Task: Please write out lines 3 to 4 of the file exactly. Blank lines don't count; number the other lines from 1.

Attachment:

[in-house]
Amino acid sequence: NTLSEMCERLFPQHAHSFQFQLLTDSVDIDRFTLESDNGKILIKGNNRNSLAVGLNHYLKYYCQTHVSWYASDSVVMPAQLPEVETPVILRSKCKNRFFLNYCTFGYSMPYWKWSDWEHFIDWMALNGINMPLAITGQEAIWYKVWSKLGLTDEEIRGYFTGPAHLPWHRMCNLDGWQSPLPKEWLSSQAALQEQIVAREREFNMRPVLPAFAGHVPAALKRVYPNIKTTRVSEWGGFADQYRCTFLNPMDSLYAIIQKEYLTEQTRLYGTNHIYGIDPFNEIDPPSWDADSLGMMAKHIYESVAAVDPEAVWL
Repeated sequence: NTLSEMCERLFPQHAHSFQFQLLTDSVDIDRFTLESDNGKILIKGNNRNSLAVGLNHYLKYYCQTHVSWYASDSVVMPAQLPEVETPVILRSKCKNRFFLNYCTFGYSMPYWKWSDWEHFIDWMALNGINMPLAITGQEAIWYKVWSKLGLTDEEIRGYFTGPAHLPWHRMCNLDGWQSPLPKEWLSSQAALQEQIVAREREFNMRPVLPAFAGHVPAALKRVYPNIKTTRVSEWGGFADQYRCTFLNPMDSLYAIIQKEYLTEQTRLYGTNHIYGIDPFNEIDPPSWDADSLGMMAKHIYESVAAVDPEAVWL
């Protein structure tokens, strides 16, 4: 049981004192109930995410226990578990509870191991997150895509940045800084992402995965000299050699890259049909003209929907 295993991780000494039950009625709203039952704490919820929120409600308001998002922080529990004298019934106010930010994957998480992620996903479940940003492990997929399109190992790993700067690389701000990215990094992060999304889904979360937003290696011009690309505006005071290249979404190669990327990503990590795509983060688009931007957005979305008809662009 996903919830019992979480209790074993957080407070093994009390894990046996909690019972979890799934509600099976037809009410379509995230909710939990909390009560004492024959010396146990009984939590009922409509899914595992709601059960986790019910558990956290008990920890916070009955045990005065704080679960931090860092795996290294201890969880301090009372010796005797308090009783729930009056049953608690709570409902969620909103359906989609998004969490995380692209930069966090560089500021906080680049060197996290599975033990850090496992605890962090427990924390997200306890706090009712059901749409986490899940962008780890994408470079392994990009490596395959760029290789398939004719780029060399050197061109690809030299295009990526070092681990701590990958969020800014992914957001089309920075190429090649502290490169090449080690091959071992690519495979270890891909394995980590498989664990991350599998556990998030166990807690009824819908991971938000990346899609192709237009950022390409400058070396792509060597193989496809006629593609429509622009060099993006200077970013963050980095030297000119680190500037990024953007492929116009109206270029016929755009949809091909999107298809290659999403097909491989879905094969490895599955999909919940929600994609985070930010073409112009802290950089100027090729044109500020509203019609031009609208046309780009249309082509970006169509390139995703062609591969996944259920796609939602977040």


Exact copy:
Repeated sequence: NTLSEMCERLFPQHAHSFQFQLLTDSVDIDRFTLESDNGKILIKGNNRNSLAVGLNHYLKYYCQTHVSWYASDSVVMPAQLPEVETPVILRSKCKNRFFLNYCTFGYSMPYWKWSDWEHFIDWMALNGINMPLAITGQEAIWYKVWSKLGLTDEEIRGYFTGPAHLPWHRMCNLDGWQSPLPKEWLSSQAALQEQIVAREREFNMRPVLPAFAGHVPAALKRVYPNIKTTRVSEWGGFADQYRCTFLNPMDSLYAIIQKEYLTEQTRLYGTNHIYGIDPFNEIDPPSWDADSLGMMAKHIYESVAAVDPEAVWL
């Protein structure tokens, strides 16, 4: 049981004192109930995410226990578990509870191991997150895509940045800084992402995965000299050699890259049909003209929907 295993991780000494039950009625709203039952704490919820929120409600308001998002922080529990004298019934106010930010994957998480992620996903479940940003492990997929399109190992790993700067690389701000990215990094992060999304889904979360937003290696011009690309505006005071290249979404190669990327990503990590795509983060688009931007957005979305008809662009 996903919830019992979480209790074993957080407070093994009390894990046996909690019972979890799934509600099976037809009410379509995230909710939990909390009560004492024959010396146990009984939590009922409509899914595992709601059960986790019910558990956290008990920890916070009955045990005065704080679960931090860092795996290294201890969880301090009372010796005797308090009783729930009056049953608690709570409902969620909103359906989609998004969490995380692209930069966090560089500021906080680049060197996290599975033990850090496992605890962090427990924390997200306890706090009712059901749409986490899940962008780890994408470079392994990009490596395959760029290789398939004719780029060399050197061109690809030299295009990526070092681990701590990958969020800014992914957001089309920075190429090649502290490169090449080690091959071992690519495979270890891909394995980590498989664990991350599998556990998030166990807690009824819908991971938000990346899609192709237009950022390409400058070396792509060597193989496809006629593609429509622009060099993006200077970013963050980095030297000119680190500037990024953007492929116009109206270029016929755009949809091909999107298809290659999403097909491989879905094969490895599955999909919940929600994609985070930010073409112009802290950089100027090729044109500020509203019609031009609208046309780009249309082509970006169509390139995703062609591969996944259920796609939602977040």